Any alert title related to web shell threats, for example:

  • ‘WebShell’ backdoor was prevented on an IIS Web server

Any alert title that mentions the DarkBit ransomware threat or DEV-1084, for example:

  • ‘DarkBit’ ransomware was blocked
  • ‘DarkBit’ ransomware was detected
  • ‘DarkBit’ ransomware was prevented
  • Ransomware-linked emerging threat actor DEV-1084 detected

Any alert title that mentions suspicious scheduled task creation or execution, for example:

  • Suspicious scheduled task

Any alert title that mentions suspected tunneling activity, for example:

  • Suspicious SSH tunneling activity

Any alert title that mentions suspected tampering activity, for example:

  • Suspicious Microsoft Defender Antivirus exclusion
  • Microsoft Defender Antivirus tampering

Any alert title that mentions PowerShell, for example:

  • Suspicious process executed PowerShell command
  • A malicious PowerShell Cmdlet was invoked on the machine
  • Suspicious PowerShell command line
  • Suspicious PowerShell download or encoded command execution
  • Suspicious remote PowerShell execution

Any alert title related to suspicious remote activity, for example:

  • Suspicious RDP session
  • An active ‘RemoteExec’ malware was blocked
  • Suspicious service registration

Any alert related to persistence:

  • Anomaly detected in ASEP registry
  • User account created under suspicious circumstances

Any alert title that mentions credential dumping activity or tools, for example:

  • Malicious credential theft tool execution detected
  • Credential dumping activity observed
  • Mimikatz credential theft tool
  • ‘DumpLsass’ malware was blocked on a Microsoft SQL server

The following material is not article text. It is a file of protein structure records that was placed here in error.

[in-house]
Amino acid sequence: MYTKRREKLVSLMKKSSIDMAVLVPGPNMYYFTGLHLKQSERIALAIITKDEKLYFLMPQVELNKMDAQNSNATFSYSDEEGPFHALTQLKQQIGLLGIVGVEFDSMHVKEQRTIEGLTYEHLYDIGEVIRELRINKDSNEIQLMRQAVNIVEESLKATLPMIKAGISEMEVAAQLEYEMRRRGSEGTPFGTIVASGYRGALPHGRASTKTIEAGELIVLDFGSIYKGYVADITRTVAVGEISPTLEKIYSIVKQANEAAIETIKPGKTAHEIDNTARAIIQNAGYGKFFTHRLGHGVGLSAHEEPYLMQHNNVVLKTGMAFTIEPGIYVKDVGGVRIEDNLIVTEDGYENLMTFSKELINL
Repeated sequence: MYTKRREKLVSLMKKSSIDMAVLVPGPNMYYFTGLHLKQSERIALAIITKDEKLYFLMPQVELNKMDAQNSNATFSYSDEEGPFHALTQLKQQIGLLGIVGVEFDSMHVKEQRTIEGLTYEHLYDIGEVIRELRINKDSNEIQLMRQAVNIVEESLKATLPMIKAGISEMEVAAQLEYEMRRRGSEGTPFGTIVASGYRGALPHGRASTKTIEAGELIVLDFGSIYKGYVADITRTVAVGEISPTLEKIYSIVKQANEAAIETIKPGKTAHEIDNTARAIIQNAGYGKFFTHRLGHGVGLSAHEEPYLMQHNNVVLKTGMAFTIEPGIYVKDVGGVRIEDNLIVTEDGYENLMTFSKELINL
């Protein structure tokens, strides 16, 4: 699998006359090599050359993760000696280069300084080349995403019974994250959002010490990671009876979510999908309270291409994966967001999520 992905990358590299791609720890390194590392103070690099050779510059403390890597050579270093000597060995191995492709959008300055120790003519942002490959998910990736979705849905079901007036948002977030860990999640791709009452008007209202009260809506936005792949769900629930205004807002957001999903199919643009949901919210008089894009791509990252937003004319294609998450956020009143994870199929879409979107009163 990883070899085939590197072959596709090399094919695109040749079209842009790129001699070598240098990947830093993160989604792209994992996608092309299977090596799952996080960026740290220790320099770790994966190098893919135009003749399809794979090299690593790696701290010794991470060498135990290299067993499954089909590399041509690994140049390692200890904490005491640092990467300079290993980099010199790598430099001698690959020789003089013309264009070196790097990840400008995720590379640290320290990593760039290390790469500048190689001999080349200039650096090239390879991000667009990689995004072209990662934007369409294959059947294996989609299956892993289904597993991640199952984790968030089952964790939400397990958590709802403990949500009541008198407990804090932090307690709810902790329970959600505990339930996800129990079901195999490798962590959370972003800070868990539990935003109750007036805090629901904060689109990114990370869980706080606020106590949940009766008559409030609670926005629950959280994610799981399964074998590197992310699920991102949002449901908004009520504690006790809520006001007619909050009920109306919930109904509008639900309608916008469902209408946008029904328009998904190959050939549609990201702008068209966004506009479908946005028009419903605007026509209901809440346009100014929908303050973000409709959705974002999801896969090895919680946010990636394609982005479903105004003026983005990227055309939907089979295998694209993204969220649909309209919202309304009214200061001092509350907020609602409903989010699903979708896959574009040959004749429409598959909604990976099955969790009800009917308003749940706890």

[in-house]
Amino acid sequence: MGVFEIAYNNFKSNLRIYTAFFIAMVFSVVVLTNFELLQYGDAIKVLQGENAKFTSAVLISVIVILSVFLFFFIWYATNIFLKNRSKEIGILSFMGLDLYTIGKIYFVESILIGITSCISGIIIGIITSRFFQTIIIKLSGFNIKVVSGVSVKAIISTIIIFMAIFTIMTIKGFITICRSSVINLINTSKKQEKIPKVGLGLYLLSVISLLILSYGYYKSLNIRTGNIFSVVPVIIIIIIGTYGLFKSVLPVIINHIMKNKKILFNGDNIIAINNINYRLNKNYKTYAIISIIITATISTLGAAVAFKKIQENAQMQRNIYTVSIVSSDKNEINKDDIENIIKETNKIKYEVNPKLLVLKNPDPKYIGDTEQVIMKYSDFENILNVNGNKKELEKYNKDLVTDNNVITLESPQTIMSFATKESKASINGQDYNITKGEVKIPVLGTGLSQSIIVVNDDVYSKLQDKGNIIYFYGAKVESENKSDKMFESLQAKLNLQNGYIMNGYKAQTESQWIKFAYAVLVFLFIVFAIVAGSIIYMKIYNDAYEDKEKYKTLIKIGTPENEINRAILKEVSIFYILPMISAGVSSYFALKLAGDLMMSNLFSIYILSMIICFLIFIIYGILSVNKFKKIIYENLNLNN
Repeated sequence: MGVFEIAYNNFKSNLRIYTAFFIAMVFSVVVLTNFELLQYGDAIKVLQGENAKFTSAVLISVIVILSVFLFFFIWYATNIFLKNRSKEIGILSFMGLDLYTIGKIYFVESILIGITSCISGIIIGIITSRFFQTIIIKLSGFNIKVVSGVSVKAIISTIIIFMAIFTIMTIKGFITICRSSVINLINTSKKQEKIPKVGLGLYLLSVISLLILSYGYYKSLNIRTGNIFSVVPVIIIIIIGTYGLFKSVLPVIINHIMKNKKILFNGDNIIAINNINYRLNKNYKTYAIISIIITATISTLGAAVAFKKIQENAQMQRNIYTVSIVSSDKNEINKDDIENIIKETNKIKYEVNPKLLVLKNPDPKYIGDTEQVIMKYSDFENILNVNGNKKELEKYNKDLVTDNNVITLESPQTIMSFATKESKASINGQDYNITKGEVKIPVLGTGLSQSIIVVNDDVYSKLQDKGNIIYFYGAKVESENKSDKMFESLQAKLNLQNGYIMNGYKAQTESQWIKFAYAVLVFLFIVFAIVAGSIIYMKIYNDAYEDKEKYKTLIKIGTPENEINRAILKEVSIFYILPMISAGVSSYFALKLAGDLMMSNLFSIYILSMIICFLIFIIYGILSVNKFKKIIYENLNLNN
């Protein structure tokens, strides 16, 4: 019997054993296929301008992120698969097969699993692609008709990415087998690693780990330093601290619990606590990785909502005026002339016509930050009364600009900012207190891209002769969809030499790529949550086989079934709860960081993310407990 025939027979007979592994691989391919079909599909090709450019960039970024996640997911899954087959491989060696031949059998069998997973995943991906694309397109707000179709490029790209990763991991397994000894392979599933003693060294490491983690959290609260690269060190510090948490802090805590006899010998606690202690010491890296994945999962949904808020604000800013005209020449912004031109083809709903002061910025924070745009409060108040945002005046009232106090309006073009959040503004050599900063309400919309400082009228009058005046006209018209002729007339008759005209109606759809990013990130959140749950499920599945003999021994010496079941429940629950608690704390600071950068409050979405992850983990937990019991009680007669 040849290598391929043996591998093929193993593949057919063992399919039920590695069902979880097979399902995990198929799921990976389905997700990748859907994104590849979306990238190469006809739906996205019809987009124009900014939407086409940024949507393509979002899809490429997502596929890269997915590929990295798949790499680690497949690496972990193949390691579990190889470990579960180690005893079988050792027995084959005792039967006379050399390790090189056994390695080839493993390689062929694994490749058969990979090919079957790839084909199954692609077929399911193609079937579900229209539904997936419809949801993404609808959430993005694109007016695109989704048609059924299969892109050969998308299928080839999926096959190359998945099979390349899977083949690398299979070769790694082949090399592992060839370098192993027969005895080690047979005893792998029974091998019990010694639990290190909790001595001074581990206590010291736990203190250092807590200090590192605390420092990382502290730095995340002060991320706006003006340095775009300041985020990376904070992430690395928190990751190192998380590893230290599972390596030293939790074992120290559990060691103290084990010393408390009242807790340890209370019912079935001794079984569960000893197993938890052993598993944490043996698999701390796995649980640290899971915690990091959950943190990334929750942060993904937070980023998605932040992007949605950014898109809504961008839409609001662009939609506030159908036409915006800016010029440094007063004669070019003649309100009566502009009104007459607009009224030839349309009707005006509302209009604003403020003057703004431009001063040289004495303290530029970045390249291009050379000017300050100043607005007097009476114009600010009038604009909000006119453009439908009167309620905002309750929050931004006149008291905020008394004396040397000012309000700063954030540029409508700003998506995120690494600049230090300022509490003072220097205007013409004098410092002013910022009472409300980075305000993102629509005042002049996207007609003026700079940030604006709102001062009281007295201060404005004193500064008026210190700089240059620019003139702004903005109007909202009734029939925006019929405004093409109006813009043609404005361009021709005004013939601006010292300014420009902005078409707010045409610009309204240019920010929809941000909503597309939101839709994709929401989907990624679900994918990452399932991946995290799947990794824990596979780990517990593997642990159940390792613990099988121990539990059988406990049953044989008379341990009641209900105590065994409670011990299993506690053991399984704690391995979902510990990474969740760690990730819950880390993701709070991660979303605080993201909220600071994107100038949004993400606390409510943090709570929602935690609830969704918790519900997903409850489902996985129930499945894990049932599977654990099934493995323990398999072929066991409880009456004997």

Microsoft Defender Vulnerability Management

In addition to the mitigations above being presented and managed through Microsoft Defender Vulnerability Management, Microsoft 365 Defender customers can use threat and vulnerability management to identify and remediate devices that are vulnerable to Log4j 2 exploitation. More comprehensive guidance on this capability can be found on this blog: Guidance for preventing, detecting, and hunting for exploitation of the Log4j 2 vulnerability.

Advanced hunting queries

Microsoft 365 Defender

To locate related activity, Microsoft 365 Defender customers can run the following advanced hunting queries:

// Advanced Hunting Query to surface potential Mercury PowerShell script backdoor installation

| where InitiatingProcessFileName =~ "powershell.exe"
| where FolderPath in~ (@"c:\programdata\db.ps1", @"c:\programdata\db.sqlite")
| summarize min(Timestamp), max(Timestamp) by DeviceId, SHA256, InitiatingProcessParentFileName DeviceProcessEvents
| where InitiatingProcessFileName =~ "powershell.exe"
| where InitiatingProcessCommandLine has_cs "-EP BYPASS -NoP -W h"
| summarize makeset(ProcessCommandLine), min(Timestamp), max(Timestamp) by DeviceId

// Advanced Hunting Query to surface potential Mercury PowerShell script backdoor initiating commands

| where InitiatingProcessFileName =~ "powershell.exe"
| where InitiatingProcessCommandLine contains_cs @"c:\programdata\db.ps1"
| summarize makeset(ProcessCommandLine), min(Timestamp), max(Timestamp) by DeviceId

//Advanced Hunting Query for Azure resource deletion activity

let PrivEscalation = CloudAppEvents | where Application == "Microsoft Azure"
| where ActionType == "ElevateAccess Microsoft.Authorization"
| where ActivityObjects has "Azure Subscription" and ActivityObjects has "Azure Resource Group"
| extend PrivEscalationTime = Timestamp
| project AccountObjectId, PrivEscalationTime ,ActionType;
| join kind = inner PrivEscalation on AccountObjectId
| extend DeletionTime = Timestamp
| where (DeletionTime - PrivEscalationTime) <= 1h
| where Application == "Microsoft Azure"
| where ActionType has "Delete"
|summarize min(DeletionTime), TotalResourcersDeleted =count(), CountOfDistinctResources= dcount(ActionType), DistinctResources=make_set(ActionType) by AccountObjectId

//AHQ used to detect attacker abusing OAuth application during the attack